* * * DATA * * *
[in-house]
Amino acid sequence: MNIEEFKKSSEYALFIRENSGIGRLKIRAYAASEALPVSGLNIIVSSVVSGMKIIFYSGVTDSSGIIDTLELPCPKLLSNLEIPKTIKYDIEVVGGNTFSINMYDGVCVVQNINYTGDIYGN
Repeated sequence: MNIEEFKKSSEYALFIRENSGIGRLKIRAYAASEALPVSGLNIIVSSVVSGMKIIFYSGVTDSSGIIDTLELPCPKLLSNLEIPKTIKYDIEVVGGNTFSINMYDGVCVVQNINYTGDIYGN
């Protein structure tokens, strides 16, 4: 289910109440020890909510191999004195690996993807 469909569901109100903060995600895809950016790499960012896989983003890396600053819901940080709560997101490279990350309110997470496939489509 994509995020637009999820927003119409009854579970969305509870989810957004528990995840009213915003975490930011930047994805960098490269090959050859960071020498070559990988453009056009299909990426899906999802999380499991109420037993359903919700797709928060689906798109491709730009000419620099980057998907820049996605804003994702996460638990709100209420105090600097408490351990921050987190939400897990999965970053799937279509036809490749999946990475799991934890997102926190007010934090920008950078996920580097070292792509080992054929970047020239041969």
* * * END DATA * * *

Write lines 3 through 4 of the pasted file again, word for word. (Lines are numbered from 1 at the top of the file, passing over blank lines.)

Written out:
Repeated sequence: MNIEEFKKSSEYALFIRENSGIGRLKIRAYAASEALPVSGLNIIVSSVVSGMKIIFYSGVTDSSGIIDTLELPCPKLLSNLEIPKTIKYDIEVVGGNTFSINMYDGVCVVQNINYTGDIYGN
């Protein structure tokens, strides 16, 4: 289910109440020890909510191999004195690996993807 469909569901109100903060995600895809950016790499960012896989983003890396600053819901940080709560997101490279990350309110997470496939489509 994509995020637009999820927003119409009854579970969305509870989810957004528990995840009213915003975490930011930047994805960098490269090959050859960071020498070559990988453009056009299909990426899906999802999380499991109420037993359903919700797709928060689906798109491709730009000419620099980057998907820049996605804003994702996460638990709100209420105090600097408490351990921050987190939400897990999965970053799937279509036809490749999946990475799991934890997102926190007010934090920008950078996920580097070292792509080992054929970047020239041969």